The thot came to me: EUSAS HEAD IS DREAMING US.
1ce I said that I knowit there were a many in it only I had to wait for the diffrent shapes of it to shif a part so I cud work be twean. Which they done then I did work in be twean and seen the shapes of it. I wer going to tel the shapes but that seamt foolish all I had to do wer show them when they movit pas. Which I done I poyntit to each 1 the woal thing wer as plain. I dint even bother to say it to my self I knowit I cudnt lose it out of memberment.
When I lookit agen it wernt there. I thot: At leas it ben all ready showit. I lookit roun and every body looking at me. I said, ‘At leas it ben all ready showit’.
They all said, ‘What ben showit?’
– Russell Hoban, Riddley Walker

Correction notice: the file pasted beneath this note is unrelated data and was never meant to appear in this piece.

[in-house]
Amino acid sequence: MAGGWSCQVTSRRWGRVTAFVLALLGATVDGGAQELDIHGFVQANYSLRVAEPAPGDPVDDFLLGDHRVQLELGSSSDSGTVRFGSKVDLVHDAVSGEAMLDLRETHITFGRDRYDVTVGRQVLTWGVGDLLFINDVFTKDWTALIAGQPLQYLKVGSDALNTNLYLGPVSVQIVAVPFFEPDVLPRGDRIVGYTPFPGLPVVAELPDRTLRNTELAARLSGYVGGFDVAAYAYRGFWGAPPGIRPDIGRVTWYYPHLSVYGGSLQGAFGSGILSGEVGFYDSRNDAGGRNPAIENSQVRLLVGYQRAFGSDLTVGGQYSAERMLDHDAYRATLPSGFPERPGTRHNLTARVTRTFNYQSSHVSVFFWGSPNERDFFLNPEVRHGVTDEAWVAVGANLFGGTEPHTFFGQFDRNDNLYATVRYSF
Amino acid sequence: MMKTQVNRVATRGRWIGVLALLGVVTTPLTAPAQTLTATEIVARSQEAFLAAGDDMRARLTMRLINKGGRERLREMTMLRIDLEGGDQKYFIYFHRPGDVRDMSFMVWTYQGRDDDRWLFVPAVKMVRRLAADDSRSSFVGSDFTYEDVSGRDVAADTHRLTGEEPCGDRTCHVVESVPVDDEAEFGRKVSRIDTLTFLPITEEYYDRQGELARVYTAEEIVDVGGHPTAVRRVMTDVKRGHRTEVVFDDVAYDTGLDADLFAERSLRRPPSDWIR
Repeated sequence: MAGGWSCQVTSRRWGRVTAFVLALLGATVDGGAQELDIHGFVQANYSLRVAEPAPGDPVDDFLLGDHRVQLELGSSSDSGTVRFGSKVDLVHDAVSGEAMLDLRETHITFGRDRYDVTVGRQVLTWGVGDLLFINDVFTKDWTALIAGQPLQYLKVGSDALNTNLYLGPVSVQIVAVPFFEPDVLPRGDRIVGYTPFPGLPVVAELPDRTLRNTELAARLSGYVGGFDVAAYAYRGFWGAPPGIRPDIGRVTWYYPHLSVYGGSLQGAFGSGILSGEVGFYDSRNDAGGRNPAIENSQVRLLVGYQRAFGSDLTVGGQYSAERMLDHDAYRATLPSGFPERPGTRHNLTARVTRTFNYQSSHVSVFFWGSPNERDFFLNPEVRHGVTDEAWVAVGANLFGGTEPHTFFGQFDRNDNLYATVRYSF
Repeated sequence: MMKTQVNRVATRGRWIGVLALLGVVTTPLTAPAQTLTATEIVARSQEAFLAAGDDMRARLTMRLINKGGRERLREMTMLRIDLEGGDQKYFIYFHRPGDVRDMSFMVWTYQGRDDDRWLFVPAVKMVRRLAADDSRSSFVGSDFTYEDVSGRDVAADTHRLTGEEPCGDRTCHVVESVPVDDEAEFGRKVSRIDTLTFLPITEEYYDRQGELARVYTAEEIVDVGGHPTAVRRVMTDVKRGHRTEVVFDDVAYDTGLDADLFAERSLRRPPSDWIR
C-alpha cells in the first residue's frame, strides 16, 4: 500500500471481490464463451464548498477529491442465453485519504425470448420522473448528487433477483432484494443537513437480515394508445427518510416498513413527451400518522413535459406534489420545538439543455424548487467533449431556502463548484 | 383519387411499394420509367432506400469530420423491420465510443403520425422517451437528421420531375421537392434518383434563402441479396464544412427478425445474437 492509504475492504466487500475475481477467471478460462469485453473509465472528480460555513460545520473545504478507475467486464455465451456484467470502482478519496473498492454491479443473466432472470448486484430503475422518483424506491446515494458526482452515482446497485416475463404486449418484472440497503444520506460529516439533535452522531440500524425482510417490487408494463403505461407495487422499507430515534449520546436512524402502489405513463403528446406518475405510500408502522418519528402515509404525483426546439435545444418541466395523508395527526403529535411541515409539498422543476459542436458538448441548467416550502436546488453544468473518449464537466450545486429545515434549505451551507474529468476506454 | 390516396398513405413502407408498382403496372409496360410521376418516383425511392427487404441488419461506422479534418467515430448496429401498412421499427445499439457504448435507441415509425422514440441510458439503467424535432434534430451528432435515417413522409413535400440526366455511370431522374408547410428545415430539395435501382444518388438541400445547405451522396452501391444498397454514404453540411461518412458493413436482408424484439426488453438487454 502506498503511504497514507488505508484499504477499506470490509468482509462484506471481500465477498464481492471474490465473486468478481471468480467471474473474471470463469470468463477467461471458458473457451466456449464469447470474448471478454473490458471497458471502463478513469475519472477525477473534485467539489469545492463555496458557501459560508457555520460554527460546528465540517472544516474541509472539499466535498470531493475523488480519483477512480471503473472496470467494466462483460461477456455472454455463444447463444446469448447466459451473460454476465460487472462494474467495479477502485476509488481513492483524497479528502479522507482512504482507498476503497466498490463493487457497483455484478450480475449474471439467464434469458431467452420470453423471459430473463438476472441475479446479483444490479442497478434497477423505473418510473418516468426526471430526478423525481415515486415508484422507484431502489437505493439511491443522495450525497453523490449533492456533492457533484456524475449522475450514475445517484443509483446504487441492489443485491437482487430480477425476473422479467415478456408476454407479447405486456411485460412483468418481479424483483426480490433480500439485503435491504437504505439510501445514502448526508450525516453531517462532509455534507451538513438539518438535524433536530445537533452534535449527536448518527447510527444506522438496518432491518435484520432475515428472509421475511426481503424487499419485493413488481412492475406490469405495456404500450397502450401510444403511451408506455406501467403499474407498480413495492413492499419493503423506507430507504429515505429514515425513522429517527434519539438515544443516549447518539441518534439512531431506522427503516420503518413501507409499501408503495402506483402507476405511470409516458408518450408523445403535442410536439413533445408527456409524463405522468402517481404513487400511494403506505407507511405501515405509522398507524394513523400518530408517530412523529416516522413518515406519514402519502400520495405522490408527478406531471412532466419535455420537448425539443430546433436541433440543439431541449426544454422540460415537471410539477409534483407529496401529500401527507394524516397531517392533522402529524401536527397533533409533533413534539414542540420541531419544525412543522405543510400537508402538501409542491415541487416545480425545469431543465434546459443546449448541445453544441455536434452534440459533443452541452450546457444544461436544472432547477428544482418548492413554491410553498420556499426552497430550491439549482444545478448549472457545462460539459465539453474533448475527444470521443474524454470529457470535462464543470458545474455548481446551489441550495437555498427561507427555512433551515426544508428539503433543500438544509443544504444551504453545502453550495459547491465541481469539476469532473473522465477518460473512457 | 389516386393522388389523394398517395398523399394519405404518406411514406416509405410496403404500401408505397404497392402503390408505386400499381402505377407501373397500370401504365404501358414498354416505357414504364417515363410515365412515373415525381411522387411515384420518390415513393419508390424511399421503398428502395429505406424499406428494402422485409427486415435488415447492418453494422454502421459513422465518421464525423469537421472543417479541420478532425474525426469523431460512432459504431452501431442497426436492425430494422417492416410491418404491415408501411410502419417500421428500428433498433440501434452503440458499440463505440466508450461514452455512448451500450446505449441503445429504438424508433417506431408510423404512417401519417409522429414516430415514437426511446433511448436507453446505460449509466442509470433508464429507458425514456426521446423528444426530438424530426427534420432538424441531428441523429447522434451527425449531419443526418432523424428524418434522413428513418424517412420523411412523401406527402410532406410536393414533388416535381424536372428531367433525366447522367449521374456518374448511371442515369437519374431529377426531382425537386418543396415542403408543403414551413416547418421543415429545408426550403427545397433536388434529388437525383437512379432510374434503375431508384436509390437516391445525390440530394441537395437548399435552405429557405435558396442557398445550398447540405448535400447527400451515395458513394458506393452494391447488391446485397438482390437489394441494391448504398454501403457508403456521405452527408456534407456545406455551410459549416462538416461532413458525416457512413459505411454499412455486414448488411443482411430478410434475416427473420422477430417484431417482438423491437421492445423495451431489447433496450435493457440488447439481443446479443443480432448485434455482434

I’ve been sketching a division between reality (the day job, criminology, funding applications, the present) and fantasy (Cambridge, legal theory, pure research, an imaginary future). Perhaps a sense of not being good enough, learnt – and ultimately inherited – from my mother, has been leading me to disengage from the reality and seek compensation in the fantasy, while making sure to keep it unreal. Perhaps. It’s a plausible scenario, but it’s not entirely true – almost by definition. A critique is only ever a model; there have to be aspects of reality which don’t fit the model, or there’d be no growth points, no potential for change. To say that my life actually consists of a reality of self-thwarted dull office-workerdom alongside a fantasy of academe would be to restate the very attitude that I was criticising in the first place, under the guise of critique. (Tricky business, self-criticism.) And, although I have consciously been telling a story of self-sabotage and under-achievement, there are quite solid assertions – and solid achievements – all through this series of posts, from the original Cambridge admission to the publications in journals with the words ‘Criminology’ and ‘Law’ in their titles. The things I’ve achieved, and the interests I’ve pursued, haven’t just been solitary, fugitive diversions from some broader and better-lit path.